A powder obtained from cavities in the trunk of the Andira araroba, Aguiar.
COMMON NAMES: Goa powder, Bahia powder, Brazil powder, Ringworm powder, Chrysarobine, Chrysarobin (improperly so-called).
Botanical Source, History, and Description.—This drug must not be confused with Arariba rubra, a Brazilian plant, the bark of which was investigated by Rieth, in 1861, and has been used as a red dye for wool in its native country. Dr. Fayrer was the first to call attention to Goa powder in the Med. Times and Gaz., Oct., 1875, but was unable to give its origin, farther than that it reached Bombay through Goa on the Malabar coast, thus acquiring the name Goa powder, by which it is commonly known. Its source was kept secret for some time, and the powder was sold at exorbitant prices. In the same year (1875) E. M. Holmes called attention to the identity of araroba with goa powder, suggesting that it was probably produced by a species of Caesalpinia, and for some time his conclusion was generally accepted although not without reserve. Dr. J. M. de Aguiar, of Bahia (1879), published an article in pamphlet form upon this subject (Pharm. Jour. and Trans., July, 1879; also New Remedies, Sept., 1879) which lightened the mystery that had heretofore surrounded its source. He informs us that araroba is derived from a large intertropical tree, the ordinary height of which is 80 or 100 feet. It belongs to the Leguminoseae, and tribe of Dalbergieae, resembling, in some respects, Dalbergia miscolobium, Bentham, and Andira fraxifolia, Bentham. After having given a careful botanical description, the author concludes that the tree has been heretofore undescribed, and proposes for it, the name Andira araroba, Aguiar, "since the drupaceous fruit, panicled inflorescence, purple flowers, and other characters, clearly point to its being an Andira."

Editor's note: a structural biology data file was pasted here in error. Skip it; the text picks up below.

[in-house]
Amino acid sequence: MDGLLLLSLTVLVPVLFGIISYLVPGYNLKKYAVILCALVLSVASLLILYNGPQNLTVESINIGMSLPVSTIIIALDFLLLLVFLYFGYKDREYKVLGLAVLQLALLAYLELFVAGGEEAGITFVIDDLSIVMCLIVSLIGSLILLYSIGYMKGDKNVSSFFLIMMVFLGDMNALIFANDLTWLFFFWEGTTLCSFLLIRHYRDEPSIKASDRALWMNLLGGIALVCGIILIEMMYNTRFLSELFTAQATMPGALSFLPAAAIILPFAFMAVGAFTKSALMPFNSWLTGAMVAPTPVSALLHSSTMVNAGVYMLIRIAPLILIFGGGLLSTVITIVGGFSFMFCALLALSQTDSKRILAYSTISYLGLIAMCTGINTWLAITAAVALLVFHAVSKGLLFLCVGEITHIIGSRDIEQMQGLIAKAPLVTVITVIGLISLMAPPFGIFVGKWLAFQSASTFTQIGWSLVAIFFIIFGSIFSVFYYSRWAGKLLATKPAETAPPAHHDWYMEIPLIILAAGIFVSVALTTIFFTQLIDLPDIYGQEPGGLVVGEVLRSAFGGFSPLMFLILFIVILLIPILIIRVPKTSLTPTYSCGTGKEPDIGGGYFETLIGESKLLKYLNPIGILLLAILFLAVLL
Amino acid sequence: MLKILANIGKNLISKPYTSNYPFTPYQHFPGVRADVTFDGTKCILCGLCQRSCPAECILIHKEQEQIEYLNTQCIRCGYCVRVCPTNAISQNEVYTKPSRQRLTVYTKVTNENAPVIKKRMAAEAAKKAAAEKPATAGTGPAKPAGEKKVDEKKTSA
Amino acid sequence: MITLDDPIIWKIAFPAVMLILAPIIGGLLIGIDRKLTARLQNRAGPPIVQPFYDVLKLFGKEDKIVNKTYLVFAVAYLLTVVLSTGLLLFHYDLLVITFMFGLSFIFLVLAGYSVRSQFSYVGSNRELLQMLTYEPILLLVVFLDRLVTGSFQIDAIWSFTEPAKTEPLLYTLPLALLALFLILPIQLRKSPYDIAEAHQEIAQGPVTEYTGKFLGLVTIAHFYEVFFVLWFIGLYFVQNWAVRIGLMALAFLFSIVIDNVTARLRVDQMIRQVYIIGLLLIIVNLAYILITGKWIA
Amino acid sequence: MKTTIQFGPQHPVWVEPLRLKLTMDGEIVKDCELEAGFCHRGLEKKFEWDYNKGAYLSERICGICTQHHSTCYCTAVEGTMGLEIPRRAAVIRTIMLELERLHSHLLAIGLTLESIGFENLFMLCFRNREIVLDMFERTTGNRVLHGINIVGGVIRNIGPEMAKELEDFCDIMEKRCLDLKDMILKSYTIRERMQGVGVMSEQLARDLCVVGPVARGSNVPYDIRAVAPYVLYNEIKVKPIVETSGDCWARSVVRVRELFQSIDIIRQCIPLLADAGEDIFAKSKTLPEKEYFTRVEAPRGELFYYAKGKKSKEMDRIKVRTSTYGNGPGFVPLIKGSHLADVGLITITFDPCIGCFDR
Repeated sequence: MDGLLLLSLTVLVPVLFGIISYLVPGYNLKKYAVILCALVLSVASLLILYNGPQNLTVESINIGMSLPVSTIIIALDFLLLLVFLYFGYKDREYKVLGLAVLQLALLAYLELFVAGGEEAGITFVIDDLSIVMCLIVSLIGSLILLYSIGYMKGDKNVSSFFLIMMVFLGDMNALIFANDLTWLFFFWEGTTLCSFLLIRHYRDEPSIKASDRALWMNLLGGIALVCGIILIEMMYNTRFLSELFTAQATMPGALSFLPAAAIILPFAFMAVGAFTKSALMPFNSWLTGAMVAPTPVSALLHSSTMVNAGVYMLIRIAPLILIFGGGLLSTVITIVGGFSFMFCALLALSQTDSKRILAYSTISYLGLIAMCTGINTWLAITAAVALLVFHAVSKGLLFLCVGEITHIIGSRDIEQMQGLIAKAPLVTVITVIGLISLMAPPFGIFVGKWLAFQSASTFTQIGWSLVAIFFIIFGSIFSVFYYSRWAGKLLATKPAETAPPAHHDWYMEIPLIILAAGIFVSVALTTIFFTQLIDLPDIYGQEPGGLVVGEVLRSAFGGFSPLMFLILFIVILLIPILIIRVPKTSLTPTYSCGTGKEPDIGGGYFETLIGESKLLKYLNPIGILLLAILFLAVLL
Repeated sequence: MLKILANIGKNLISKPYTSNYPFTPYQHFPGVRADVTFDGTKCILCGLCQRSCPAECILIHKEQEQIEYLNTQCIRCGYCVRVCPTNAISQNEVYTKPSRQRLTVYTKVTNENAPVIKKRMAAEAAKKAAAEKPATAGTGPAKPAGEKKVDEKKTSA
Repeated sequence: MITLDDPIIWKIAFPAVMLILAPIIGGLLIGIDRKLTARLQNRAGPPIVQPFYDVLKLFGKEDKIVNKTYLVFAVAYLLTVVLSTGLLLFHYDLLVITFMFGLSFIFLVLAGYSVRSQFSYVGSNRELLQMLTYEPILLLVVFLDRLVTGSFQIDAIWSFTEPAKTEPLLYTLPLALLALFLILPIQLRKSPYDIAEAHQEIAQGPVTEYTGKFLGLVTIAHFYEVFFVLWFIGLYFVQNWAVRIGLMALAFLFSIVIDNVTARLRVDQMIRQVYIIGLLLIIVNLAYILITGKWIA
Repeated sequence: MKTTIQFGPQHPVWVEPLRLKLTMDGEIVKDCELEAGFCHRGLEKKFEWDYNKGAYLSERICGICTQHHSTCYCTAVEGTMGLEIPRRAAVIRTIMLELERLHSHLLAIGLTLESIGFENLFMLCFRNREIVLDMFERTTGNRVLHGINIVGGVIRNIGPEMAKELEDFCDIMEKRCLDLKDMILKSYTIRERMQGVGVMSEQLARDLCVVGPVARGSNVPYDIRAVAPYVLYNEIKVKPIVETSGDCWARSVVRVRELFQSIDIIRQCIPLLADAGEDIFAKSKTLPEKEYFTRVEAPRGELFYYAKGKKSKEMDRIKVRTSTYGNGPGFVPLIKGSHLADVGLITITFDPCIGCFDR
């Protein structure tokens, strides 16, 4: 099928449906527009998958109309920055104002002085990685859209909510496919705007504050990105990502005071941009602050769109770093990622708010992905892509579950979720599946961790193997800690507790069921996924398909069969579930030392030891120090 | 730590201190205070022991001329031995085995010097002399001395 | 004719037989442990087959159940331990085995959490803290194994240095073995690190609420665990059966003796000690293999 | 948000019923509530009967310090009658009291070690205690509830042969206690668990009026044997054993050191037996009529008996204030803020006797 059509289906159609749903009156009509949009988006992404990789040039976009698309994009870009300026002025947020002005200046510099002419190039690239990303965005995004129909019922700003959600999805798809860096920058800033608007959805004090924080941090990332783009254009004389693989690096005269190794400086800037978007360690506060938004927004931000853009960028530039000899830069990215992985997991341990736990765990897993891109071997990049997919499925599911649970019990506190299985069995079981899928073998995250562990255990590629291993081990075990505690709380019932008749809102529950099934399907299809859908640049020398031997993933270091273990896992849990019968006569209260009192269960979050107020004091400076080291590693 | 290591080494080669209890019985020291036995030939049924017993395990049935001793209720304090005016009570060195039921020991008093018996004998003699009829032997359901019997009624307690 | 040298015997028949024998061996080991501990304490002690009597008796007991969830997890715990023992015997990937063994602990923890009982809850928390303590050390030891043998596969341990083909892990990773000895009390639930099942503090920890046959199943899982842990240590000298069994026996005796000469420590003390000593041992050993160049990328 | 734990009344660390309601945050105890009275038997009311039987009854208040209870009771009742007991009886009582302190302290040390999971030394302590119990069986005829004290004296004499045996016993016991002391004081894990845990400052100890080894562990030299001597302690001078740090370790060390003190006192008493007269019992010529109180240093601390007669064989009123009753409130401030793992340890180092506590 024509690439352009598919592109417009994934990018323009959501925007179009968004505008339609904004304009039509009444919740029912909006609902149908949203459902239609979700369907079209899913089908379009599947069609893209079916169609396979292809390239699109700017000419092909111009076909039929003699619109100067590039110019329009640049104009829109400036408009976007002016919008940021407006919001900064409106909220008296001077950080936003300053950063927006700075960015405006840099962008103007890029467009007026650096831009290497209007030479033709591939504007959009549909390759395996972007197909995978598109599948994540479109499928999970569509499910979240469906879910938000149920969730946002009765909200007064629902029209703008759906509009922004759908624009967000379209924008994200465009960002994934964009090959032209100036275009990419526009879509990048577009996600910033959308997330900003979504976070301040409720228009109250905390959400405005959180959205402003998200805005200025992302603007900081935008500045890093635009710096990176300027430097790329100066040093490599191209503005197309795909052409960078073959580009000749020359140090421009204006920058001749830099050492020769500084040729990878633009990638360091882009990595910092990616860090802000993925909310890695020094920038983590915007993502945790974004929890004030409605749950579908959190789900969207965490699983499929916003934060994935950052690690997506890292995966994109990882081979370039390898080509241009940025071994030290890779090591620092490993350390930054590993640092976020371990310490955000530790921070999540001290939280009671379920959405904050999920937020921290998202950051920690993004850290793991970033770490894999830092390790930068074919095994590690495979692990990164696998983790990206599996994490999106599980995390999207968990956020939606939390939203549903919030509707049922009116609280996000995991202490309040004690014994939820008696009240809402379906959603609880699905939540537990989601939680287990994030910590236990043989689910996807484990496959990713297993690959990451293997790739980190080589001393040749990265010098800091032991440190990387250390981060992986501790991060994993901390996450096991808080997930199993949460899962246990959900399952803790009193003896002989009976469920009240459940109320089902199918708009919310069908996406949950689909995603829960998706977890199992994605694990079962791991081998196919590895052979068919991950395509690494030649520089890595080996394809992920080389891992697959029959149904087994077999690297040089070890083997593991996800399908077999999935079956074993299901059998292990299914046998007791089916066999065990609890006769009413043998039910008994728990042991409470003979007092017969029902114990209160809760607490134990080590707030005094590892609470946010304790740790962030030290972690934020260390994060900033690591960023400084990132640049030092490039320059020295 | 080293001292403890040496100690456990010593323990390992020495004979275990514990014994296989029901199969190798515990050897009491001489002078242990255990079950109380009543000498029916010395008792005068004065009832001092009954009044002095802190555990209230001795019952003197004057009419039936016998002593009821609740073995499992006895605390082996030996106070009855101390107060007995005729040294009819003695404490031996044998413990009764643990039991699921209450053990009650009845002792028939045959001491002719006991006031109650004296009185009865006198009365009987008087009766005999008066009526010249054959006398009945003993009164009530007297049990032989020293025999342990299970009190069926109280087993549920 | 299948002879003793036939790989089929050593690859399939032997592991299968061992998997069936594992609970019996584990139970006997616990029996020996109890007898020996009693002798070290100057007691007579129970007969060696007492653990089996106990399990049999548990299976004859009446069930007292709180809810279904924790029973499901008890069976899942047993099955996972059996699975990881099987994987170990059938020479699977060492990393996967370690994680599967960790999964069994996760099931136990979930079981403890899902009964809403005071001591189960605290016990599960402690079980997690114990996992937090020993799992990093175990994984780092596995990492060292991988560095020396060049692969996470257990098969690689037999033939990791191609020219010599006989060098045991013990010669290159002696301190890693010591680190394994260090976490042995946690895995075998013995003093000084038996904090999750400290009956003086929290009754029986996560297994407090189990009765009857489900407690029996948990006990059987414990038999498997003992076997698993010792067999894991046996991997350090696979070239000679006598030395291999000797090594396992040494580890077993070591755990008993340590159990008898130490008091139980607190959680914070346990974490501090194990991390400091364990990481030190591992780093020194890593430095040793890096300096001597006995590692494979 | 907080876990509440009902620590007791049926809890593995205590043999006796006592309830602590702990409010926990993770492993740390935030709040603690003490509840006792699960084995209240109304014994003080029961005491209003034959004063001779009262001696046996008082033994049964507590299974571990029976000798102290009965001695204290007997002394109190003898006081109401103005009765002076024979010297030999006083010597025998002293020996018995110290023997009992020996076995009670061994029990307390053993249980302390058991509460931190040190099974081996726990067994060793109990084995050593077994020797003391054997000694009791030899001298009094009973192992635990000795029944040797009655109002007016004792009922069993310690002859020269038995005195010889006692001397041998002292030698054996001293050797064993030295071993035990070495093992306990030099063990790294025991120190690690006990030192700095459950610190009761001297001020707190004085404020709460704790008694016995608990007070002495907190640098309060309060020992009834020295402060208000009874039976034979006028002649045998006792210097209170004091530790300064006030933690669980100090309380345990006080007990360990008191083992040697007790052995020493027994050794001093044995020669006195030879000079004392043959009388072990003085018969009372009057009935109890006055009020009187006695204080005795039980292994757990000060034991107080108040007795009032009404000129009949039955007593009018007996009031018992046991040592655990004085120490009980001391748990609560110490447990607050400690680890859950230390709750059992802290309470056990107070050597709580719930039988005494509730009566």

The araroba powder is obtained by cutting down the older trees, as they yield it in the greatest abundance, and then scraping the powder from cavities found by splitting the trunk into longitudinal sections. The tree contains an abundance of resin, by the oxidation of which, Dr. de Aguiar believes, the araroba is produced. When fresh, it is a pale primrose color, but by age, changes to the color of rhubarb, and, eventually, becomes dark-purple. The tree exists abundantly in all the southern part of the province of Bahia, although the powder now chiefly comes from Camamu and Taperoa. As found in commerce, this agent is in the form of a powder of different degrees of fineness, of a color ranging from light-yellow to dark-chocolate. It resembles the partly decayed matter occasionally observed in cavities of old trees and stumps, and is often mixed with irregular woody fragments. It is now fairly established that it is the partly decayed matter of the South American tree above mentioned, and thus, curiously enough, by the way of distant India, where it had been long used, this product of the South American forest was introduced to the medical profession.